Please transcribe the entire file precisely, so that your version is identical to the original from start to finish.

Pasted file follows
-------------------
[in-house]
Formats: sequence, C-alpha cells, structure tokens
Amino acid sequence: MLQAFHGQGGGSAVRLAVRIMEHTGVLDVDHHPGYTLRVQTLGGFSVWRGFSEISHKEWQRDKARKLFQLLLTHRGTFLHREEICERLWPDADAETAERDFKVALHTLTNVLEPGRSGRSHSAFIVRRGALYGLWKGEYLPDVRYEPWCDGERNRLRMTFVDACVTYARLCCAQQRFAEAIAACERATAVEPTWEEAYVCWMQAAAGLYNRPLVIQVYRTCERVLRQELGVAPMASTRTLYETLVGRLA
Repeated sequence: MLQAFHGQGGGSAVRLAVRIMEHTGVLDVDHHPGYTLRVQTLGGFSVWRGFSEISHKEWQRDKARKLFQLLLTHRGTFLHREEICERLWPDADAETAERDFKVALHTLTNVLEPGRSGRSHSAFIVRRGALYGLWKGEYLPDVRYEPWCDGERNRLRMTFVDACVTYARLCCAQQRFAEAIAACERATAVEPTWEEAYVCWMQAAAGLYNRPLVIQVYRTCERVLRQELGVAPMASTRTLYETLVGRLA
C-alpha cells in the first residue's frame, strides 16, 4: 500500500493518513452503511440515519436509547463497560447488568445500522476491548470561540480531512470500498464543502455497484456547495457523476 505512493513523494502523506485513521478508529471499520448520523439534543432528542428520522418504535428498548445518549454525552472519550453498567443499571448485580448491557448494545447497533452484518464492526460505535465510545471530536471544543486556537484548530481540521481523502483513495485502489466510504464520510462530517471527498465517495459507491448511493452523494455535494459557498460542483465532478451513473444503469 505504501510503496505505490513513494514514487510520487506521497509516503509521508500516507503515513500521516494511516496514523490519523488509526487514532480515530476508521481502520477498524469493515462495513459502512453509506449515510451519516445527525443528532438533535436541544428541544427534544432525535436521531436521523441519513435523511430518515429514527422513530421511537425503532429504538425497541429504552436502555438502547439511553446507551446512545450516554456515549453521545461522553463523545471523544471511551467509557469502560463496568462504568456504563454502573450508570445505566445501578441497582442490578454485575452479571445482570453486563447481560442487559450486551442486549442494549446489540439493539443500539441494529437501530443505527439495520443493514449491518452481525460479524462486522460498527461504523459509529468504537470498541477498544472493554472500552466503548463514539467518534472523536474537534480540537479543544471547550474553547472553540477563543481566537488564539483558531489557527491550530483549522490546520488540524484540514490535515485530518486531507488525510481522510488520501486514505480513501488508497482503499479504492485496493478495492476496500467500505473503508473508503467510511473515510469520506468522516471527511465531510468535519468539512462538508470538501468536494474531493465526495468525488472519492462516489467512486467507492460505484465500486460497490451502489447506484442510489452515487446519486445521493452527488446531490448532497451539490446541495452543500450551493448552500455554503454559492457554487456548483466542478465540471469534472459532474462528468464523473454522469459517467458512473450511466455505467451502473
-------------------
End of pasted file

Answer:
[in-house]
Formats: sequence, C-alpha cells, structure tokens
Amino acid sequence: MLQAFHGQGGGSAVRLAVRIMEHTGVLDVDHHPGYTLRVQTLGGFSVWRGFSEISHKEWQRDKARKLFQLLLTHRGTFLHREEICERLWPDADAETAERDFKVALHTLTNVLEPGRSGRSHSAFIVRRGALYGLWKGEYLPDVRYEPWCDGERNRLRMTFVDACVTYARLCCAQQRFAEAIAACERATAVEPTWEEAYVCWMQAAAGLYNRPLVIQVYRTCERVLRQELGVAPMASTRTLYETLVGRLA
Repeated sequence: MLQAFHGQGGGSAVRLAVRIMEHTGVLDVDHHPGYTLRVQTLGGFSVWRGFSEISHKEWQRDKARKLFQLLLTHRGTFLHREEICERLWPDADAETAERDFKVALHTLTNVLEPGRSGRSHSAFIVRRGALYGLWKGEYLPDVRYEPWCDGERNRLRMTFVDACVTYARLCCAQQRFAEAIAACERATAVEPTWEEAYVCWMQAAAGLYNRPLVIQVYRTCERVLRQELGVAPMASTRTLYETLVGRLA
C-alpha cells in the first residue's frame, strides 16, 4: 500500500493518513452503511440515519436509547463497560447488568445500522476491548470561540480531512470500498464543502455497484456547495457523476 505512493513523494502523506485513521478508529471499520448520523439534543432528542428520522418504535428498548445518549454525552472519550453498567443499571448485580448491557448494545447497533452484518464492526460505535465510545471530536471544543486556537484548530481540521481523502483513495485502489466510504464520510462530517471527498465517495459507491448511493452523494455535494459557498460542483465532478451513473444503469 505504501510503496505505490513513494514514487510520487506521497509516503509521508500516507503515513500521516494511516496514523490519523488509526487514532480515530476508521481502520477498524469493515462495513459502512453509506449515510451519516445527525443528532438533535436541544428541544427534544432525535436521531436521523441519513435523511430518515429514527422513530421511537425503532429504538425497541429504552436502555438502547439511553446507551446512545450516554456515549453521545461522553463523545471523544471511551467509557469502560463496568462504568456504563454502573450508570445505566445501578441497582442490578454485575452479571445482570453486563447481560442487559450486551442486549442494549446489540439493539443500539441494529437501530443505527439495520443493514449491518452481525460479524462486522460498527461504523459509529468504537470498541477498544472493554472500552466503548463514539467518534472523536474537534480540537479543544471547550474553547472553540477563543481566537488564539483558531489557527491550530483549522490546520488540524484540514490535515485530518486531507488525510481522510488520501486514505480513501488508497482503499479504492485496493478495492476496500467500505473503508473508503467510511473515510469520506468522516471527511465531510468535519468539512462538508470538501468536494474531493465526495468525488472519492462516489467512486467507492460505484465500486460497490451502489447506484442510489452515487446519486445521493452527488446531490448532497451539490446541495452543500450551493448552500455554503454559492457554487456548483466542478465540471469534472459532474462528468464523473454522469459517467458512473450511466455505467451502473